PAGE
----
Staff Sgt. Jennifer Singh is a surgical technician with the 14th Combat Support Hospital, a subordinate unit to the XVIII Airborne Corps. But, her familiarity with Fort Bragg began years ago.
“I was born at Fort Bragg,” said Singh by email from Gabon, where she is assigned as part of U.S. Army Africa-led medical readiness training exercise 17-4 in Libreville.
There, Singh has worked as a surgical technician in a mission that ended Friday.
“The most rewarding work I did in Gabon was introducing the Gabonese to the specific role the surgical tech plays (for) a few of their doctors or nurses, who were used to doing much of the work my position fulfills, themselves,” she said. “I was honored to be able to assist them. To take a little bit of that burden from them.”
Singh was able to break barriers about surgical language, said Staff Sgt. Shejal Pulivarti, public affairs noncommissioned officer, U.S. Army Africa. As such, she was able to understand and anticipate which instruments the surgeon would need —whether it was an American or a Gabonese surgeon — and hand them those tools to make the surgery a success.
“I’ve seen her be able to adapt and be innovative in a challenging environment,” Pulivarti said.
U.S. Army Africa facilitates five MEDRETES a year in various countries in Africa. Each iteration is sourced with various U.S. Army medical professionals from different units per mission, explained Pulivarti.
“Placing them (medical professionals) in an austere environment with challenges they might not face in the U.S., increases their individual technical readiness in future operations,” she said.
Being a Soldier has long been on Singh’s radar. She said she joined the U.S. Army Reserve in 1998 before graduating high school the following year, and comes from an extensive military lineage with both grandfathers being combat veterans and her parents serving as military police.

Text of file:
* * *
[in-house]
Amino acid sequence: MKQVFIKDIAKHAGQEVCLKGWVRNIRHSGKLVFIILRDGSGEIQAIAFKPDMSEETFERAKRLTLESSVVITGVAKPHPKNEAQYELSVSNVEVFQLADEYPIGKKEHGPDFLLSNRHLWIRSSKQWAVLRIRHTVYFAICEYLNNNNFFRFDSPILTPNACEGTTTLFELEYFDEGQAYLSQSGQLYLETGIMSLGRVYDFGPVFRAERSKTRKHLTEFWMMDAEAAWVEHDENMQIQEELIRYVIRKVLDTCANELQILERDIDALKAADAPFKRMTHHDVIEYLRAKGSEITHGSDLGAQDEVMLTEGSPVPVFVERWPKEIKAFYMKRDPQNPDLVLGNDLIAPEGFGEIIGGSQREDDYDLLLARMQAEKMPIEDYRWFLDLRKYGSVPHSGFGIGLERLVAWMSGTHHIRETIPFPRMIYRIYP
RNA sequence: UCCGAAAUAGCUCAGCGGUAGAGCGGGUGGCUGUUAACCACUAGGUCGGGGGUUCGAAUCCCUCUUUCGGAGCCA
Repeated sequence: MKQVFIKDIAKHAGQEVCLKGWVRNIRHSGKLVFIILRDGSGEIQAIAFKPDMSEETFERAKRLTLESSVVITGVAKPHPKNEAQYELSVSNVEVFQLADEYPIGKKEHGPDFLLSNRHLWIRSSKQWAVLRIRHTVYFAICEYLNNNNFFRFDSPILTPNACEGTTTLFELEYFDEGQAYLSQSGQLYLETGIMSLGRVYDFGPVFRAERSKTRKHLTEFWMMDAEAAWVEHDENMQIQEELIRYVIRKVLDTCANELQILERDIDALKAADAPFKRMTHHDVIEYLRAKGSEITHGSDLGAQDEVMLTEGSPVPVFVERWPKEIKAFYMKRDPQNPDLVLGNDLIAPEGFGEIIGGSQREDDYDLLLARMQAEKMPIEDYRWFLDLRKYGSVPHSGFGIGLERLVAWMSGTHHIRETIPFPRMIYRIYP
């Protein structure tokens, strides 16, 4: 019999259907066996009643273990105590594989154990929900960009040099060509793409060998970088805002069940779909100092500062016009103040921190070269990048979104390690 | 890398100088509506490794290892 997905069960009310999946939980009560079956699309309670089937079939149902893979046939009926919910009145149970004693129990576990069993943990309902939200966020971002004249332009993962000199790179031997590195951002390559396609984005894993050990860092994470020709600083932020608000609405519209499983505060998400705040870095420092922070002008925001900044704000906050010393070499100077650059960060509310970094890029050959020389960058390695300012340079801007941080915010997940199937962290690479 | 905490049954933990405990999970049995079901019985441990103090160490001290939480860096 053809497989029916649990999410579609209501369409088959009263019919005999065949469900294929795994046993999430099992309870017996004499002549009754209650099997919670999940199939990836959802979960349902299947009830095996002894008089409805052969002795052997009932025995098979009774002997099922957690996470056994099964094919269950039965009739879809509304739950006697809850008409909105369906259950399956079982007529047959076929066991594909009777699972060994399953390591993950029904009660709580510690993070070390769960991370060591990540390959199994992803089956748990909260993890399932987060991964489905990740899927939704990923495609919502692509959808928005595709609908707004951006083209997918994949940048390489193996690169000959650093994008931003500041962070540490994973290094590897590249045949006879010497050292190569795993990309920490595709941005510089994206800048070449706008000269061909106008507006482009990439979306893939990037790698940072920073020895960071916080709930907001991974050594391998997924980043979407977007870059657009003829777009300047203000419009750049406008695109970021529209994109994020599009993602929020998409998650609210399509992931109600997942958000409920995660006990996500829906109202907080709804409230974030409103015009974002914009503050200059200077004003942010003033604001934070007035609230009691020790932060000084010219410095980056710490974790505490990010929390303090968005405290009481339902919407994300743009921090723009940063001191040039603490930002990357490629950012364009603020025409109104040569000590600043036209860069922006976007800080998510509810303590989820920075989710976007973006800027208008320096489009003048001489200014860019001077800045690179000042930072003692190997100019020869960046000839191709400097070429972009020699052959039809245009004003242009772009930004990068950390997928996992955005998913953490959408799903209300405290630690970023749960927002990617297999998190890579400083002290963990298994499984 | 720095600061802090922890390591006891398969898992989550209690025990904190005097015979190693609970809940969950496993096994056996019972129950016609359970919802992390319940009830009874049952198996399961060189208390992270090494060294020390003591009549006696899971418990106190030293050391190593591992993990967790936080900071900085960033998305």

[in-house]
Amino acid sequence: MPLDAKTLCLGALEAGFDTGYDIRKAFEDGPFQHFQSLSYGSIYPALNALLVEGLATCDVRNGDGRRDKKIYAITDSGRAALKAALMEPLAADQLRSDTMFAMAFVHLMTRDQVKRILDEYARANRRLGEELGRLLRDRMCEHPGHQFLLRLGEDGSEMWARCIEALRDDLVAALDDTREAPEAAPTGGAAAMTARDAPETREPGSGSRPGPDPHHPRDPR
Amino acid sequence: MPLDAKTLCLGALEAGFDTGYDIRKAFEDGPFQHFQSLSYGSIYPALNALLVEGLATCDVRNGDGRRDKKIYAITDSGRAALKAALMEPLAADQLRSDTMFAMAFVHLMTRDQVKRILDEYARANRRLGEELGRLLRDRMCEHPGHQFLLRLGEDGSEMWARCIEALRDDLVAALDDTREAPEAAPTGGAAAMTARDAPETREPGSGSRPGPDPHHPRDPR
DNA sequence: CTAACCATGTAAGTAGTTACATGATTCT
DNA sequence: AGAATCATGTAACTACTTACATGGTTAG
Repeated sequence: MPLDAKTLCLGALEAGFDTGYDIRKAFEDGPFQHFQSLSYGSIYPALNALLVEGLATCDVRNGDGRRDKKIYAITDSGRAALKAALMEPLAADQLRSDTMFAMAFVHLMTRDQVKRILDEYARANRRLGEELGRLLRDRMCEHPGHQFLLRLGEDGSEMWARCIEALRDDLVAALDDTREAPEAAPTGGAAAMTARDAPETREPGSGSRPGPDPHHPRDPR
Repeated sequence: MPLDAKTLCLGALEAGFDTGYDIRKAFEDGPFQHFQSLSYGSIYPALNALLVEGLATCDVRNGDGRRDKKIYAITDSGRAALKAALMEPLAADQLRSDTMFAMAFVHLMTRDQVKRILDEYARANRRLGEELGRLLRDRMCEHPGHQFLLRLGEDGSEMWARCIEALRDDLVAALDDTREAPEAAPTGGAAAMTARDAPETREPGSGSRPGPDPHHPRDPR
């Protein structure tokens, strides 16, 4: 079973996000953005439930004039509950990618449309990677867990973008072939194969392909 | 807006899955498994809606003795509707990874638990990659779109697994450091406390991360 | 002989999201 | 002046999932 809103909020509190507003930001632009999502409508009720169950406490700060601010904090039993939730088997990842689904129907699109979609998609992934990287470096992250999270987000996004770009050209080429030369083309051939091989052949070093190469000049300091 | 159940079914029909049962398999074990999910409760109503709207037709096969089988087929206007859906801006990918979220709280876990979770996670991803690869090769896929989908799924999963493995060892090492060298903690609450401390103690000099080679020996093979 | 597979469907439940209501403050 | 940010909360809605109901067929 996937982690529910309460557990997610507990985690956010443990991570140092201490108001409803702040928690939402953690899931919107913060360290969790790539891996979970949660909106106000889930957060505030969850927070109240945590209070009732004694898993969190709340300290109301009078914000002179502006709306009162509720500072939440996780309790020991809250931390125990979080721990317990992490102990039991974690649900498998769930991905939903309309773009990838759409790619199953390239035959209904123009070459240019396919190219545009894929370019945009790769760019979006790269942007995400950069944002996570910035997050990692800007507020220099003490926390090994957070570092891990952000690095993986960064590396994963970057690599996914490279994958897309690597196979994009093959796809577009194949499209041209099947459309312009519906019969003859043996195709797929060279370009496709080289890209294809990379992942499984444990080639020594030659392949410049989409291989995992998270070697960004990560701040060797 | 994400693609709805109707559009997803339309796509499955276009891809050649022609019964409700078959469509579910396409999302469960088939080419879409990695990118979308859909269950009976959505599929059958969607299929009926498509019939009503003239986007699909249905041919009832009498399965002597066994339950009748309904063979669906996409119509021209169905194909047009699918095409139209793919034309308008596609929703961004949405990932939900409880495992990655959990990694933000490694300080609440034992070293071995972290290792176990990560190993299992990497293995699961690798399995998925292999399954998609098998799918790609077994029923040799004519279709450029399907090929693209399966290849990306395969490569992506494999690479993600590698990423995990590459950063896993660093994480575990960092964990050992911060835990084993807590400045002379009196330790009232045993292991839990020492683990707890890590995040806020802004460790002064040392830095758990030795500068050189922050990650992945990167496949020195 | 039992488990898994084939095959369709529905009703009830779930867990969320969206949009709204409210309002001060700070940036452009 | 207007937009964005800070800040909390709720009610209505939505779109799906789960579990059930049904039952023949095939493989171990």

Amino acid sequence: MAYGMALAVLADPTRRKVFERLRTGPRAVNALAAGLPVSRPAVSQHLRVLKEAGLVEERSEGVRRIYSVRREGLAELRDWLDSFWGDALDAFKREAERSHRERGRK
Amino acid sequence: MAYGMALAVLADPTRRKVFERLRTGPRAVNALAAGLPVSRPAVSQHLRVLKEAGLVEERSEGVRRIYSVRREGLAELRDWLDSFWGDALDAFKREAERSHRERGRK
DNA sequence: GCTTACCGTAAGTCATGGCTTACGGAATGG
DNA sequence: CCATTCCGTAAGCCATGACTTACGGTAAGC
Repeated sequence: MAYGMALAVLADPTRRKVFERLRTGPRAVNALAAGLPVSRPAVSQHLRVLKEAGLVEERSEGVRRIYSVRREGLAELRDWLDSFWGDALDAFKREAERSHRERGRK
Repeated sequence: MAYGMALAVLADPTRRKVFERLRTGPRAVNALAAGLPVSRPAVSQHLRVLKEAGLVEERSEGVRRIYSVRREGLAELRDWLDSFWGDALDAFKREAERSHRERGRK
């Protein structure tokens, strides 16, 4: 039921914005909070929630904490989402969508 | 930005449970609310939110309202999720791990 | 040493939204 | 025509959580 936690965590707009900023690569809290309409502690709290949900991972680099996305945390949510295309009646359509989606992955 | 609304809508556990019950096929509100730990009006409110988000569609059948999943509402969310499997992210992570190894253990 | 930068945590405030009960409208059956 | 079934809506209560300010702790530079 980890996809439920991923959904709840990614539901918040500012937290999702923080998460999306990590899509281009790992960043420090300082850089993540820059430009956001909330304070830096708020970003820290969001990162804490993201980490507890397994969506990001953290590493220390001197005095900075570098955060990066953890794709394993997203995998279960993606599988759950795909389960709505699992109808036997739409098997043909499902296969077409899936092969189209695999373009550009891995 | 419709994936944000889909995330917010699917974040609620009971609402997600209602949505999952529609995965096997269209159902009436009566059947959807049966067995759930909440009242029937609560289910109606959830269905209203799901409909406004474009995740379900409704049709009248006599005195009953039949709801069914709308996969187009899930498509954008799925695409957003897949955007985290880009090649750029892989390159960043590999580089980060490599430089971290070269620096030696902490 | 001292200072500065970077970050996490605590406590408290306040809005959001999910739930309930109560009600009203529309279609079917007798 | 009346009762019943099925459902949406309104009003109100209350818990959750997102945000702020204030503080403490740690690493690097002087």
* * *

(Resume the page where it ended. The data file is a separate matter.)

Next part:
“I idolized them, though I didn’t realize it until later,” Singh said.
When she realized she did not want to lose her dependent status, she joined the Reserve and transferred to active-duty after two years.
Military service is a Family affair, said Singh.
“I have four siblings, all who have served in the military or are currently serving.”
Her husband is an Army retiree, and the couple have two children; Nathan and Mason.
With 17 years in the military, Singh also plans to retire and then, further her education in the medical field.
“Exactly which direction in the medical field I choose (planner/administration or provider), I haven’t quite decided,” said Singh. “However, I think I made the right decision when I joined the Army and was trained as a surgical technician. The experiences the Army has provided me was exactly what I was looking for. This Medical Readiness Training Exercise mission has honestly provided one of the best medical training for my specific skillset that I’ve received in my 17-year career.”